My colleague Megan Kuhn travelled to Montreal this week to witness the groundbreaking of Bombardier’s first CSeries facility, a training center called CIASTA – first revealed here - that will house a virtual CSeries aircraft.
While in Montreal, Megan asked Bombardier executives about the airframer’s plans for IFE on the aircraft. You may recall that Bombardier is considering whether to bring wireless IFE to the CSeries. While there is no new news to report there, you’ll see from Megan’s story that a decision on IFE partners is expected in the near-term.
Manufacturers usually pick more than one IFE solution for offerablity on their aircraft. Airbus, for example, has preselected Thales and Panasonic and “may consider a third player” for the A350, which, like the CSeries, has an entry-into-service of 2013, Alan Pellegrini, general manager of Thales’ California-based in-flight business, told me at the Paris air show.
With specific regard to the 110/130-seat, geared turbofan-powered CSeries, however, at least one IFE manufacturer seems to be already speaking Bombardier’s language (i.e. connectivity isn’t just about making passengers happy, it gives airlines the tools to improve operations on nearly every level).
Panasonic Avionics, which has already been selected to provide the CSeries’ cabin management and passenger address system, believes the aircraft “is a kind of a game changer” from the prospective that Bombardier is positioning it as a widebody experience in a single-aisle aircraft.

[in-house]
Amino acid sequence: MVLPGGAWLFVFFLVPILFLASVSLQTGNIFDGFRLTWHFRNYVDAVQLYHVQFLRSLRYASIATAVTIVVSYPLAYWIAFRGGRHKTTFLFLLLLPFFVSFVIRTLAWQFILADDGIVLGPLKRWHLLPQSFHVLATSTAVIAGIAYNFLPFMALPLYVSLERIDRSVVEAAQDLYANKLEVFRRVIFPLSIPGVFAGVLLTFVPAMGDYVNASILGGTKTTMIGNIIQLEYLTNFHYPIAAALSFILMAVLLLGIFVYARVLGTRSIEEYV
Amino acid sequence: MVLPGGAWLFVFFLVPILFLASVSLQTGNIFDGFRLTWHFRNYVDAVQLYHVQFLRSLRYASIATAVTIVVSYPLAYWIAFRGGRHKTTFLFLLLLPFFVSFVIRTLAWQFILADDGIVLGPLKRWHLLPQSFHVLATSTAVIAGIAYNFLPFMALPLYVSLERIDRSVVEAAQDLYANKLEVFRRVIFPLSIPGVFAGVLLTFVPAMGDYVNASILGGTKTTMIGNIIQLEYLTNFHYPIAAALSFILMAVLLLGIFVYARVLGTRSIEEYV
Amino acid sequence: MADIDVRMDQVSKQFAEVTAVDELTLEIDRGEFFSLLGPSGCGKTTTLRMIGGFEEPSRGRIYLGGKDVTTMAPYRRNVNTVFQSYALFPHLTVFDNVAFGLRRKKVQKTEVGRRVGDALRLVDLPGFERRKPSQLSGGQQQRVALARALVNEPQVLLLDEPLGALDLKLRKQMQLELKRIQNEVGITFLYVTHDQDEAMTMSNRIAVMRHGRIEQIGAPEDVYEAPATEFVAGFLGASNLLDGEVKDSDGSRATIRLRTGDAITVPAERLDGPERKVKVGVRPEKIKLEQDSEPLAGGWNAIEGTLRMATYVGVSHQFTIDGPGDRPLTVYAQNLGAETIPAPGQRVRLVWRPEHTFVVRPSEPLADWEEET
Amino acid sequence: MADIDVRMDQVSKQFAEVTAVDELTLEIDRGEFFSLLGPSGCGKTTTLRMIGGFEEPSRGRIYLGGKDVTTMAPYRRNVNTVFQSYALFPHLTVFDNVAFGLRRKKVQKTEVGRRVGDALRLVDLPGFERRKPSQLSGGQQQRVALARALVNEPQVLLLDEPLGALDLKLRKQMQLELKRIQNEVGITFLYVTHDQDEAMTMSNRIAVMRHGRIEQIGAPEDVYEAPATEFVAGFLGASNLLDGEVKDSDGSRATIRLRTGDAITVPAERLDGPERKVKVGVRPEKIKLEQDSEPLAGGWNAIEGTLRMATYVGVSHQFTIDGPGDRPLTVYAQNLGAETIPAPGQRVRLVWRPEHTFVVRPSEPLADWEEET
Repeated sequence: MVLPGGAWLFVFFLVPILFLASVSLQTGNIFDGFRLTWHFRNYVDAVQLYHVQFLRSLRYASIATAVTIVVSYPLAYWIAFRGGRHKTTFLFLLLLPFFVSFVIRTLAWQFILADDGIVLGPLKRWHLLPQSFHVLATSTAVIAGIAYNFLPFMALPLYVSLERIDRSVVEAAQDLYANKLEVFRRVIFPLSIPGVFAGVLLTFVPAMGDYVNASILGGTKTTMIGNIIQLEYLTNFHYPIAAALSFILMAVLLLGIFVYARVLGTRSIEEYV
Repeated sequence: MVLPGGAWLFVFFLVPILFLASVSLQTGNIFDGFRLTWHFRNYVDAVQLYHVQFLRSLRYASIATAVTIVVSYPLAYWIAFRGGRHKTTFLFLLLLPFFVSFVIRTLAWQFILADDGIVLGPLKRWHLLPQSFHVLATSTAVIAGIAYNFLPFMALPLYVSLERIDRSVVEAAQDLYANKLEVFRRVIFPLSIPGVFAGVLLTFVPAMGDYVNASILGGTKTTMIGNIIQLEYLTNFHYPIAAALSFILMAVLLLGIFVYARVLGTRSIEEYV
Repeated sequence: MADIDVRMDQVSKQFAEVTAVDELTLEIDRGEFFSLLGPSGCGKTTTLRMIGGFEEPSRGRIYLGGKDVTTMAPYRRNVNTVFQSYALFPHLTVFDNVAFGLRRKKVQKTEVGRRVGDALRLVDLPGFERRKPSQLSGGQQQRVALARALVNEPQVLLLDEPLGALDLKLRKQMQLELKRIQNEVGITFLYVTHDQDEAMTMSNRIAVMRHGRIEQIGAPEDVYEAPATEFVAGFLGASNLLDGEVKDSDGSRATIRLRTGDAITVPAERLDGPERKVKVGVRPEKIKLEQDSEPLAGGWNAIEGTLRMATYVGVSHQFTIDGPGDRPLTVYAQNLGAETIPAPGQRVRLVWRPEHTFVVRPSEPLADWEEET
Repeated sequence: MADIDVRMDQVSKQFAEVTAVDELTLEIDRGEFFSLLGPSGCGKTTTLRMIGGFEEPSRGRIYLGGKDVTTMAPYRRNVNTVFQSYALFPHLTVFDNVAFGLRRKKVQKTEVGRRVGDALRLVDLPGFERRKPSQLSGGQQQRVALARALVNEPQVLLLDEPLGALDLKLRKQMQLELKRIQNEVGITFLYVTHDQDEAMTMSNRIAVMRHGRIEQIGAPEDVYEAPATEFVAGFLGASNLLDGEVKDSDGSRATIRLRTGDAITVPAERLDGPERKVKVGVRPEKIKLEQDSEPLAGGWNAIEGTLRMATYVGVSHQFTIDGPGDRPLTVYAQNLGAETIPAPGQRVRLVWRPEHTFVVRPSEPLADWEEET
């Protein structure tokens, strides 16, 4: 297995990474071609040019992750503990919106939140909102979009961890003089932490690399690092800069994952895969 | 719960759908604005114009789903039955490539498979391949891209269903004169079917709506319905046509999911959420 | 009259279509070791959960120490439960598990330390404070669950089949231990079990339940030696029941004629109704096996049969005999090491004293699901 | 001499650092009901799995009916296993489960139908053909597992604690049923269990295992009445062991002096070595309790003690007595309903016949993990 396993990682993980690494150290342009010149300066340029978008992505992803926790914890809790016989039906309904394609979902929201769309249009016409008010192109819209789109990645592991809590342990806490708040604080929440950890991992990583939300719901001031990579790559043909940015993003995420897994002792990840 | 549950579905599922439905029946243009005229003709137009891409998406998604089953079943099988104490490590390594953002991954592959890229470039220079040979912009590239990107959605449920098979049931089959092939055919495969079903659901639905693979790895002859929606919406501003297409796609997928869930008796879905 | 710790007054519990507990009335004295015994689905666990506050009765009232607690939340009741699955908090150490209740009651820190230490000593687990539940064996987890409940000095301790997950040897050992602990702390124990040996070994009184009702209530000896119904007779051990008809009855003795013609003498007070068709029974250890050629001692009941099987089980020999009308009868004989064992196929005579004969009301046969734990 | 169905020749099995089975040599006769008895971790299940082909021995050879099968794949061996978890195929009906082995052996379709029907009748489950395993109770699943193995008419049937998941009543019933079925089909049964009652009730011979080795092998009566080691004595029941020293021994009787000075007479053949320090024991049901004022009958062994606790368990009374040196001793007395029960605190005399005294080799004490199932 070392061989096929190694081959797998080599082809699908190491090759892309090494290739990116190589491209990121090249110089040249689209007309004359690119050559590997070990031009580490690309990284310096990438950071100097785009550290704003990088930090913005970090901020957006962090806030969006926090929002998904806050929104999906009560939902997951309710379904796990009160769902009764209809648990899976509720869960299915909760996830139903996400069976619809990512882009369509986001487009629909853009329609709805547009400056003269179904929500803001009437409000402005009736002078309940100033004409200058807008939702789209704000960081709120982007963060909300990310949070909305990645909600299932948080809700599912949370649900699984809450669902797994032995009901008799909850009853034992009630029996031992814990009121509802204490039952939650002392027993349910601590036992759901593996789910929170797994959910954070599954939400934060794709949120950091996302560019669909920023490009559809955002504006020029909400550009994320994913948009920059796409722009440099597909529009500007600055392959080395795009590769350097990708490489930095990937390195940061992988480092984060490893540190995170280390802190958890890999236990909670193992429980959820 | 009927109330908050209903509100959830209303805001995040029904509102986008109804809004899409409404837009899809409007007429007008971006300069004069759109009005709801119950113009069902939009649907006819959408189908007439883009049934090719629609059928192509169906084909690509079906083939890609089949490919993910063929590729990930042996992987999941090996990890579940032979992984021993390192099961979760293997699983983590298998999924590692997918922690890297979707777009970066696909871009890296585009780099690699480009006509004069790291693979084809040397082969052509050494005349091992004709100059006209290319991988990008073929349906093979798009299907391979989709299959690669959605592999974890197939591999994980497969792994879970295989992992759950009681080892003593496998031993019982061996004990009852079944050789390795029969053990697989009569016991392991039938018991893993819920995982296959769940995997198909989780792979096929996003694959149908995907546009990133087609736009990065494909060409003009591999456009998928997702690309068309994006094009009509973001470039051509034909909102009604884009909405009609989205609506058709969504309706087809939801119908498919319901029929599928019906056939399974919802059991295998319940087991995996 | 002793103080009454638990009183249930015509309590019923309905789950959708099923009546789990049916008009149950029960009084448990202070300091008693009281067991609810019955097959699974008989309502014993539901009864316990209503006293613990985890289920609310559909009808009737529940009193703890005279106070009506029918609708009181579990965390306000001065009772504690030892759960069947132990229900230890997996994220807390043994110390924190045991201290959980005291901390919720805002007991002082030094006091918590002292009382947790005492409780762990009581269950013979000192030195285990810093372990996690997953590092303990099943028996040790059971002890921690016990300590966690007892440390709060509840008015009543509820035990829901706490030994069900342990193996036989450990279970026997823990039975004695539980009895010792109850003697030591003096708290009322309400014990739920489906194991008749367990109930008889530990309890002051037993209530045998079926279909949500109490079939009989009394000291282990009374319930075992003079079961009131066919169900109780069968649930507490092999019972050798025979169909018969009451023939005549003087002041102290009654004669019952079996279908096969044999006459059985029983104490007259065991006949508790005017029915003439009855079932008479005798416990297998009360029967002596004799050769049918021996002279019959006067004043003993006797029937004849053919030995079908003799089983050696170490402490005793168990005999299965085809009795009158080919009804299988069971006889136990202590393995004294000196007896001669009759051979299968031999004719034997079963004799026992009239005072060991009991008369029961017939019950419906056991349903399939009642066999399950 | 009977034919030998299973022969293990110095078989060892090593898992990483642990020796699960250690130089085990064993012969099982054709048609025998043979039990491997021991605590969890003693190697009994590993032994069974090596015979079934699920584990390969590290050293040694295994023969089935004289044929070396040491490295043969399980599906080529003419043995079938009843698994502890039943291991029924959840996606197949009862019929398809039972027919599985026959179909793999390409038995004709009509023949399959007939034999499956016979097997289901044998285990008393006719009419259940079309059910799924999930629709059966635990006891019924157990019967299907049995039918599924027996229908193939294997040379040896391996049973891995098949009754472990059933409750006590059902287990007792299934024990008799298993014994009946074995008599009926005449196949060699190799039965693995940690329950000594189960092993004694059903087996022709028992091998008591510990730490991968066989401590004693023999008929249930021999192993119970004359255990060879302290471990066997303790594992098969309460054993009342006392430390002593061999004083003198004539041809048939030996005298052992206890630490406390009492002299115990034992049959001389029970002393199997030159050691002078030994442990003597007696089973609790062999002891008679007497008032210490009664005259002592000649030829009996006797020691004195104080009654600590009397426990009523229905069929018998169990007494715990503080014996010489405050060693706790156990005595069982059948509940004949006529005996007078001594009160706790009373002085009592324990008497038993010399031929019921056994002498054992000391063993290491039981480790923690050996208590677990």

“The CSeries will be a fun and interesting challenge for us, because there there will be a mix of airlines offering a premium in-seat solution at the higher end, and at the lower end, some will select connectivity-only solutions,” says Panasonic director of corporate sales and marketing Neil James.
Speaking broadly about wireless IFE, James says it ”comes in many flavors”, noting that there is a wireless aspect of connectivity but there is “also the ability on board to use that same wireless access to distribute content from servers on board to passengers’ own devices, and we’ve been experimenting with that”.
Key quotes from James:
“There is a great deal of buzz around the passenger side of connectivity, and we absolutely believe in that, but the part that is underplayed is the airlines’ operational business benefit that comes from connectivity. We are genuinely going to deliver the vision of what we refer to as a ‘mission control concept’ for airlines.
“We really see the aircraft as a node on the airline’s IT network. We see ability to do real-time maintenance and diagnostics…from a mission control network on the ground through the global communications suite (GCS).”
This type of thinking must be music to Bombardier’s ears. The airframer has said it is developing a centralized maintenance health monitoring system (CMHMS) for the CSeries that will provide real-time information about the entire aircraft to ensure enhanced diagnostics and prognostics. While still under development, the idea would be to make the system accessible by maintenance technicians via personal digital assistants.
Now then, if you know a bit of French, check out Bombardier’s video from the CIASTA groundbreaking.